CKD and hospitalization in the elderly: A community-based cohort study in the United Kingdom

Dorothea Nitsch, Bareng A.S. Nonyane, Liam Smeeth, Christopher J. Bulpitt, Paul J. Roderick, Astrid Fletcher

Research output: Contribution to journalArticlepeer-review

Abstract

Background We previously have shown that chronic kidney disease (CKD) is associated with cardiovascular and all-cause mortality in community-dwelling people 75 years and older. The present study addresses the hypothesis that CKD is associated with a higher rate of hospital admission at an older age. Study Design Cohort study. Setting & Participants 15,336 participants from 53 UK general practices underwent comprehensive health assessment between 1994 and 1999. Predictor Data for estimated glomerular filtration rate (eGFR, derived from creatinine levels using the CKD Epidemiology Collaboration [CKD-EPI] study equation) and dipstick proteinuria were available for 12,371 participants. Outcomes Hospital admissions collected from hospital discharge letters for 2 years after assessment. Measurements Age, sex, cardiovascular risk factors, possible biochemical and health consequences of kidney disease (hemoglobin, phosphate, and albumin levels; physical and mental health problems). Results 2,310 (17%) participants had 1 hospital admission, and 981 (7%) had 2 or more. After adjusting for age, sex, and cardiovascular risk factors, HRs were 1.66 (95% CI, 1.21-2.27), 1.17 (95% CI, 0.95-1.43), 1.08 (95% CI, 0.90-1.30), and 1.11 (95% CI, 0.91-1.35) for eGFRs <30, 30-44, 45-59, and <75 mL/min/1.73 m2, respectively, compared with eGFRs of 60-74 mL/min/1.73 m 2 for hospitalizations during <6 months of follow-up. HRs were weaker for follow-up of 6-18 months. Dipstick-positive proteinuria was associated with an increased HR throughout follow-up (HR, 1.29 [95% CI, 1.11-1.49], adjusting for cardiovascular risk factors). Dipstick-positive proteinuria and eGFR <30 mL/min/1.73 m2 were independently associated with 2 or more hospital admissions during the 2-year follow-up. Adjustment for other health factors and laboratory measurements attenuated the effect of eGFR, but not the effect of proteinuria. Limitations Follow-up limited to 2 years, selection bias due to nonparticipation in study, missing data for potential covariates, and single noncalibrated measurements from multiple laboratories. Conclusions The study indicates that community-dwelling older people who have dipstick-positive proteinuria and/or eGFR <30 mL/min/1.73 m2 are at increased risk of hospitalization.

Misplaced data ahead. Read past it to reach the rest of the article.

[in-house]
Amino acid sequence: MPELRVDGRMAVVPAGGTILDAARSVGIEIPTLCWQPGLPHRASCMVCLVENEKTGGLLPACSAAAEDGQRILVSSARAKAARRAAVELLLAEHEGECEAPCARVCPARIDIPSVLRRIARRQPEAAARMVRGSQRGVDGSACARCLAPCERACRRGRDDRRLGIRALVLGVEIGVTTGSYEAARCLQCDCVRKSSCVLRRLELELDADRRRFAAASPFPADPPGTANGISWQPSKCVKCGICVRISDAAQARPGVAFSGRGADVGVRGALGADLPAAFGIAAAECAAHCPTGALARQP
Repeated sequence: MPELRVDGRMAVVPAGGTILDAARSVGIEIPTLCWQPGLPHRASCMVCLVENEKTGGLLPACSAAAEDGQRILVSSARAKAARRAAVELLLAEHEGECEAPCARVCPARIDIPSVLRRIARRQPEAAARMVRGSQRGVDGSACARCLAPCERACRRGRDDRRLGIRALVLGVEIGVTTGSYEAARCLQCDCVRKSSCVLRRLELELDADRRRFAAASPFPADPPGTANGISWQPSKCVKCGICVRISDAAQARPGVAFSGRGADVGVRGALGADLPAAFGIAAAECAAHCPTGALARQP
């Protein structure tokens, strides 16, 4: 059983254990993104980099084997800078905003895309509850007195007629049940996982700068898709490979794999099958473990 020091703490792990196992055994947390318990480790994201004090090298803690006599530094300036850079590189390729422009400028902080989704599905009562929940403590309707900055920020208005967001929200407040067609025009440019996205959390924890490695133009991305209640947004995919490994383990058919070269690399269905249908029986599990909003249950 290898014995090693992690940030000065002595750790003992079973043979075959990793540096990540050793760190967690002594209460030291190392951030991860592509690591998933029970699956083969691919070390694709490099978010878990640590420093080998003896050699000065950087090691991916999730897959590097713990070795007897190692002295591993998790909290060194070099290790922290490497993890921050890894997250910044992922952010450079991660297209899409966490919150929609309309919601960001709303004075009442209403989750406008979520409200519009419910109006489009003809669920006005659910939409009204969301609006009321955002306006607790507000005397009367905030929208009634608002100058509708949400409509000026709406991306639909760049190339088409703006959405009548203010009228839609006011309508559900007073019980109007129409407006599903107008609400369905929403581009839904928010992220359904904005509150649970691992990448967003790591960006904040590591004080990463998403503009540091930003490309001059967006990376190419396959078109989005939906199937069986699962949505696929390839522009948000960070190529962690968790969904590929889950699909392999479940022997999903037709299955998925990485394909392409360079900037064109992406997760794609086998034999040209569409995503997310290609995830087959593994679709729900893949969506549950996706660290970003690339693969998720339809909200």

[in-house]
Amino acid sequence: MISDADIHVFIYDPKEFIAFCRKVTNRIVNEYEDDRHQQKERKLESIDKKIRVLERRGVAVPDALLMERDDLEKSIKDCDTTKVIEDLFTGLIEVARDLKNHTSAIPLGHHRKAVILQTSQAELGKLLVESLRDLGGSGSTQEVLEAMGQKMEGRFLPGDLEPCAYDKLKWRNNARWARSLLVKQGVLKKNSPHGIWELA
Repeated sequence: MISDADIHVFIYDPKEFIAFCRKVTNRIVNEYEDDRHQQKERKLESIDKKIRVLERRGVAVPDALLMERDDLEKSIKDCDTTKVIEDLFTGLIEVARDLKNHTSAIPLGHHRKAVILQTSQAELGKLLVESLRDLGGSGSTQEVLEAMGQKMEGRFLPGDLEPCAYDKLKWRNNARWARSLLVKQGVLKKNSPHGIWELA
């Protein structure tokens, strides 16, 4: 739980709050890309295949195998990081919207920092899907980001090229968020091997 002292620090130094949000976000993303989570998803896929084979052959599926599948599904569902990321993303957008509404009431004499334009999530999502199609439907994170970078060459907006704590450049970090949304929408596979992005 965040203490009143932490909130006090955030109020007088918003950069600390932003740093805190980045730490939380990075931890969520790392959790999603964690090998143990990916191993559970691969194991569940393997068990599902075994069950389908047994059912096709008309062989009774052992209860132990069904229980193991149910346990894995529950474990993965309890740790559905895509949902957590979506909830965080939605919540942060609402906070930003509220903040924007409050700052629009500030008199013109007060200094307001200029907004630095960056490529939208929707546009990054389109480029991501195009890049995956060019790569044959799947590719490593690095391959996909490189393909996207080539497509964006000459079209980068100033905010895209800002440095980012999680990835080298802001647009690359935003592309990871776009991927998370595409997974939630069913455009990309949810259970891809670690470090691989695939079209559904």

Original languageEnglish (US)
Pages (from-to)664-672
Number of pages9
JournalAmerican Journal of Kidney Diseases
Volume57
Issue number5
DOIs
StatePublished - May 2011
Externally publishedYes

Keywords

  • Chronic kidney disease
  • cohort study
  • dipstick proteinuria testing
  • general population
  • hospitalization
  • older people

ASJC Scopus subject areas

  • Nephrology

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